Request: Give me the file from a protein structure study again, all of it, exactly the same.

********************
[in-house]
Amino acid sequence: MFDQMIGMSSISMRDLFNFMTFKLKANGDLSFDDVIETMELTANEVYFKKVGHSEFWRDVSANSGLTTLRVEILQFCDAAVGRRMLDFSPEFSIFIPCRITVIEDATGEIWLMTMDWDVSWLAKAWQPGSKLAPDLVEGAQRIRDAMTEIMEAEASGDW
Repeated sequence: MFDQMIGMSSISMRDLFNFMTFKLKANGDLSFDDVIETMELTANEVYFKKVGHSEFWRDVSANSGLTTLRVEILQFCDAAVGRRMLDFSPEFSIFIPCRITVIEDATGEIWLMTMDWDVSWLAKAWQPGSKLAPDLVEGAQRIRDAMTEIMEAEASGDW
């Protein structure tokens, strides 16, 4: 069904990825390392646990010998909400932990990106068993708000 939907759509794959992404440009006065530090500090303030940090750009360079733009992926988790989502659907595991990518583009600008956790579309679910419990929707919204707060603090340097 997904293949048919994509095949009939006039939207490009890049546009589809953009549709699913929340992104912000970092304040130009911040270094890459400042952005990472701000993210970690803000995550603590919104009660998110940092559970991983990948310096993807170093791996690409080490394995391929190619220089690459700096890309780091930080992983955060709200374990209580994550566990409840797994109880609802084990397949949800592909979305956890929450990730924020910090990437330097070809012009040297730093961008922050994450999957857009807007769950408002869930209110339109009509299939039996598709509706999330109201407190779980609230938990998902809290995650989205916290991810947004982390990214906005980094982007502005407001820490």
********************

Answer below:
[in-house]
Amino acid sequence: MFDQMIGMSSISMRDLFNFMTFKLKANGDLSFDDVIETMELTANEVYFKKVGHSEFWRDVSANSGLTTLRVEILQFCDAAVGRRMLDFSPEFSIFIPCRITVIEDATGEIWLMTMDWDVSWLAKAWQPGSKLAPDLVEGAQRIRDAMTEIMEAEASGDW
Repeated sequence: MFDQMIGMSSISMRDLFNFMTFKLKANGDLSFDDVIETMELTANEVYFKKVGHSEFWRDVSANSGLTTLRVEILQFCDAAVGRRMLDFSPEFSIFIPCRITVIEDATGEIWLMTMDWDVSWLAKAWQPGSKLAPDLVEGAQRIRDAMTEIMEAEASGDW
């Protein structure tokens, strides 16, 4: 069904990825390392646990010998909400932990990106068993708000 939907759509794959992404440009006065530090500090303030940090750009360079733009992926988790989502659907595991990518583009600008956790579309679910419990929707919204707060603090340097 997904293949048919994509095949009939006039939207490009890049546009589809953009549709699913929340992104912000970092304040130009911040270094890459400042952005990472701000993210970690803000995550603590919104009660998110940092559970991983990948310096993807170093791996690409080490394995391929190619220089690459700096890309780091930080992983955060709200374990209580994550566990409840797994109880609802084990397949949800592909979305956890929450990730924020910090990437330097070809012009040297730093961008922050994450999957857009807007769950408002869930209110339109009509299939039996598709509706999330109201407190779980609230938990998902809290995650989205916290991810947004982390990214906005980094982007502005407001820490």